It’s September 9th 2005. It has been nearly four years since September 11th. As we look to the news each evening, we are shocked by the images of the recent devastation in New Orleans. Some of us are outraged by the censorship of images coming from outside and even inside our own country. We are still not seeing bodies in either Iraq or New Orleans.
The sensationalist images seen on the nightly news are not truly descriptive of the devastation seen in New Orleans or Baghdad, and certainly not of the battles being waged on Iraq’s border with Syria. Al’Qaim and Tal Afar are just the latest in a lengthening list of western towns drifting back and forth between the control of the resistance and the state of simply being ignored. These are provincial, mostly Sunni, towns that the central government couldn’t concern itself with, except when it wishes to make an example of the resistance when they come to town.
Does this sound familiar? Perhaps this is the same sort of relationship that a large portion of the Gulf Coast seems to have with the United States’ central government as well. What little media we see demonstrates the situation of people forgotten by the United States in its efforts to eradicate Terrorism. We’ve already realized that the levees weren’t funded because of budgets slashed due to a desperate need for funds to cover the Iraq war.
Just as journalists now are venturing to New Orleans to cover the story, I will be traveling to Baghdad at the end of the month, to remind Americans about the ongoing devastation a world away from us. In order to make this happen, I still need to get funds and visibility in order to help shine the same kind of light on the Iraqi situation that independent media is now making an effort to bring to New Orleans.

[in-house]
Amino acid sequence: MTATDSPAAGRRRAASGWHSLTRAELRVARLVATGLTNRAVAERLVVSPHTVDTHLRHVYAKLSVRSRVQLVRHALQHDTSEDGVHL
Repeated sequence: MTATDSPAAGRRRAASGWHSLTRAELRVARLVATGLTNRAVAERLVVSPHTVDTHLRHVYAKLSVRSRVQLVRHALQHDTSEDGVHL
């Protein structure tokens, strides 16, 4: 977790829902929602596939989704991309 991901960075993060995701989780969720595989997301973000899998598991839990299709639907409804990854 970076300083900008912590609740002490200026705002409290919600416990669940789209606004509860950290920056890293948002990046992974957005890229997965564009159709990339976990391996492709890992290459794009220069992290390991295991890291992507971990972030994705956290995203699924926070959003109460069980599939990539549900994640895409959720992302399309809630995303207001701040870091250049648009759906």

In just over a month the Iraqis will be voting on their new constitution. I intend to be in Baghdad or elsewhere in Iraq when this happens. Whether this is possible, and certainly whether I can continue to remain there after the vote, depends very much on the funds I can raise before I leave and while I am there.
Please, if you aren’t in a place to donate funds, or perhaps feel too drawn to aid those in the United States, at the very least spread word of my project, of my site and blog, to others. By reaching out as far as possible, I believe we can find enough people who want to see truth from Iraq, to see the devastation there as much as we currently yearn for truth from New Orleans about Katrina, as much as we simultaneously cringe from and are fascinated to see, the wreckage of a great natural disaster.
Together we can make a difference. We can shine a light in the darkness, and provide what support we can to the Iraqi people.
Remember, to donate, see the link in the Donate section of the site!